But think about the last time you tried a diet. Chances are, you lost weight and then you didn’t. And then you might have regained. What changed? If you gradually got lured back in to the status quo of ubiquitous cheese Danishes and ice cream, maybe it’s time to give the environmental strategy a shot.

Not that it’s always so easy. Many of us share a home with other people. People who are, perhaps, not as susceptible to the call of fridge, and don’t need the house to be stripped of snacks before they can eat reasonably well. My husband, Kevin, is one such person, and I am fortunate in that he is on board with my food strategy, and never complains about the fact that there’s nothing but ingredients in our house. Come snacktime, you just can’t do much damage with an onion, a cauliflower and some frozen prawns.

Still, we do sometimes find ourselves with a rogue box of biscuits, and I am not above asking Kevin to hide them someplace and dole them out two at a time, after dinner. Some creative solutions and family compromises may be required to make your home a no-temptation zone, but it’s worth doing because it’s the part of your food environment you have the most control over.

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Other areas are trickier. Work, for example. You can’t wave your magic wand and get the Danishes out of the meetings, the biscuits out of the break room, the Snickers out of the vending machines. But you might find a few other folks who would like to see that happen. Many employers are actively looking for ways to encourage on-the-job wellness, and there might be some room to manoeuvrer. You can make a suggestion. If more people make the same suggestion, at-work food policies might begin to change.

Next, recognise the power of habit. We often overeat at the same time of day or in the same circumstances. And, because external cues can make us start thinking about food – us and Pavlov’s dogs – changing the cues can help change the behaviour.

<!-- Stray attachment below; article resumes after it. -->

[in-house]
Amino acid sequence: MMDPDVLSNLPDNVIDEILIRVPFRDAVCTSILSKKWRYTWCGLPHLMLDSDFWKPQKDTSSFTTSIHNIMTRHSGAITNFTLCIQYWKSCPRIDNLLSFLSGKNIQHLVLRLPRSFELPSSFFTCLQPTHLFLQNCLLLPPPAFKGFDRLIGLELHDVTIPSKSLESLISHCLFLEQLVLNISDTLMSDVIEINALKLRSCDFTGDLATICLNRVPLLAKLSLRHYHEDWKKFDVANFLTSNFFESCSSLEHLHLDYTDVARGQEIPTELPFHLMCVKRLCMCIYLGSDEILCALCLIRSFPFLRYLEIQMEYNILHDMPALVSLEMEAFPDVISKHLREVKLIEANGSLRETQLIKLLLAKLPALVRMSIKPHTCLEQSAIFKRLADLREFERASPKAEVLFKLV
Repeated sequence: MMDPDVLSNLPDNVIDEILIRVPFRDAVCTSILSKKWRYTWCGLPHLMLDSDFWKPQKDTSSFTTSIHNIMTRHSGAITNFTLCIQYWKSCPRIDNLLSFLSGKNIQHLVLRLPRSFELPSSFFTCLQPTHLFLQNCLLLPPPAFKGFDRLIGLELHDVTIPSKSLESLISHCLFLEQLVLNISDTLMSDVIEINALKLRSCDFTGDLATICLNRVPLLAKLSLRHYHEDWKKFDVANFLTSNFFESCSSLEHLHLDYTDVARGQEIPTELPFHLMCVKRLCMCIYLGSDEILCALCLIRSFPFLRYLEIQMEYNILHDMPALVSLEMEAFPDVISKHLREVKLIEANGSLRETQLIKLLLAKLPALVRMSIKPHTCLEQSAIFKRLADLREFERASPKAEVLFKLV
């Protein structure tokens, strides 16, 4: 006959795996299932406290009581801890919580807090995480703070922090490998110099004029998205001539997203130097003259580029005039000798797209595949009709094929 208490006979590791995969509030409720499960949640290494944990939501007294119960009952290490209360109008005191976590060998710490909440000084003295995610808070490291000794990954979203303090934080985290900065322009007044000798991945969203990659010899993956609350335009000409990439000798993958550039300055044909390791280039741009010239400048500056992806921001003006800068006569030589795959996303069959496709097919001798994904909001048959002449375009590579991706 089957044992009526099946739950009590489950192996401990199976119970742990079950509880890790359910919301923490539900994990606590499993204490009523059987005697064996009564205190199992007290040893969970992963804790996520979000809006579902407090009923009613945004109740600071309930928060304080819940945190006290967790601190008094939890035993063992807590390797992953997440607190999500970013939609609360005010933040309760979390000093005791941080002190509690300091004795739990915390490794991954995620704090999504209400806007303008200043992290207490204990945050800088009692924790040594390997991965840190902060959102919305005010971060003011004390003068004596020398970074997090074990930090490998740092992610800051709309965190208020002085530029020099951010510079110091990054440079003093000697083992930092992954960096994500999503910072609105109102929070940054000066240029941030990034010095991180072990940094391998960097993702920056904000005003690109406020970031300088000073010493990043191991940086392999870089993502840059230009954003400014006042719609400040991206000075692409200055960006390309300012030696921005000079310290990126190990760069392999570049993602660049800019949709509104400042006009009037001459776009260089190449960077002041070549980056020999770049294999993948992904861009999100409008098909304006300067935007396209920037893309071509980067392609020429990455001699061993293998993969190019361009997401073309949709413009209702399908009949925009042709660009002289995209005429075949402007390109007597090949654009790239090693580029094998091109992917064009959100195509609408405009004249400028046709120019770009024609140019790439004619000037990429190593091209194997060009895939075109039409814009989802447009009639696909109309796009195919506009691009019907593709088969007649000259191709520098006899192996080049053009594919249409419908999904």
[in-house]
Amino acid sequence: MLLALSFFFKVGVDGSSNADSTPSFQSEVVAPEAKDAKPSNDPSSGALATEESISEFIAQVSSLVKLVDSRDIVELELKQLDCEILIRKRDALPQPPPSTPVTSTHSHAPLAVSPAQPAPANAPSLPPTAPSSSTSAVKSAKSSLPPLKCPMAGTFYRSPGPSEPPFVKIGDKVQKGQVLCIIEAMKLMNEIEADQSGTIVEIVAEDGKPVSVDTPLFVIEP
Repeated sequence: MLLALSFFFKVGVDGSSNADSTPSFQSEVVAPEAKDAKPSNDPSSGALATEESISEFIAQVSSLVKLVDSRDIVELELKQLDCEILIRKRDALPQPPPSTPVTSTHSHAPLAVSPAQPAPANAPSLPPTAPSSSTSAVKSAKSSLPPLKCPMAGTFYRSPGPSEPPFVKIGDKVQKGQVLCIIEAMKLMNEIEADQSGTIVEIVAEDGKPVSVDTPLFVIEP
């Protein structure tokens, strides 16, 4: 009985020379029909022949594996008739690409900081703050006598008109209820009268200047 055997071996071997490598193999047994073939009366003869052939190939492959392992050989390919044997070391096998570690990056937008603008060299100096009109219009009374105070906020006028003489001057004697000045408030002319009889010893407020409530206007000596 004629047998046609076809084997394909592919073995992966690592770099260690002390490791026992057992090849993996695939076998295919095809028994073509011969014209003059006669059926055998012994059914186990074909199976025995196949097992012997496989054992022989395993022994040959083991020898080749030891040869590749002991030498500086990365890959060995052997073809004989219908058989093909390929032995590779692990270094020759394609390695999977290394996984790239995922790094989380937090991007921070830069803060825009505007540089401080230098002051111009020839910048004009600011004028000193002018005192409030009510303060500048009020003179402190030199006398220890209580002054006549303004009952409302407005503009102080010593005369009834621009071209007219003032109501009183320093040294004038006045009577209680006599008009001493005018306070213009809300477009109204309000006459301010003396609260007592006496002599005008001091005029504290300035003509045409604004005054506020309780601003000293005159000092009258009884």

Charles Duhigg’s book, The Power of Habit, is an excellent explanation of this tendency, and he’s got a good synopsis of the basics online, but the essence is straightforward. Break up any routine that culminates in eating stuff you’re trying to avoid. Don’t walk through the kitchen. Don’t drive by the bakery. If you reach for a snack when you get home from work, have a plan to do something else that appeals to you, even if it’s just a round of a video game or an episode of the show you’re binge-watching. If it involves physical activity, even better. I know my food day goes better when I don’t eat first thing in the morning, and that’s what the crossword puzzle is for.

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Still, you can’t live in a cave, and no amount of careful planning will keep you out of temptation’s way. When that happens, take a cue from the children that succeeded in that famous delayed-gratification experiment. You know the one: children were left in a room with one marshmallow and told they could have two if they waited 15 minutes without eating the first one. The children that managed to wait ended up coping better with school, stress and food in later life. What did those children do to wait out the 15 minutes? They distracted themselves. They invented games or they sang songs. The did something to stop thinking about how much they wanted to eat the marshmallow. If you can’t go with physical separation, mental separation is the next best thing.

This is just the tip of the environmental-manipulation iceberg, but you get the point. Weight loss isn’t about a magic combination of food. There’s just no magic to be had. And when you read about how weight is about carbohydrate metabolism, or your microbiome, or insulin resistance, it’s hard to believe that the answer is as simple as getting the food out of the room. But four decades of getting crazy delicious food in the room – in every room – got us here. So diet like it’s 1979.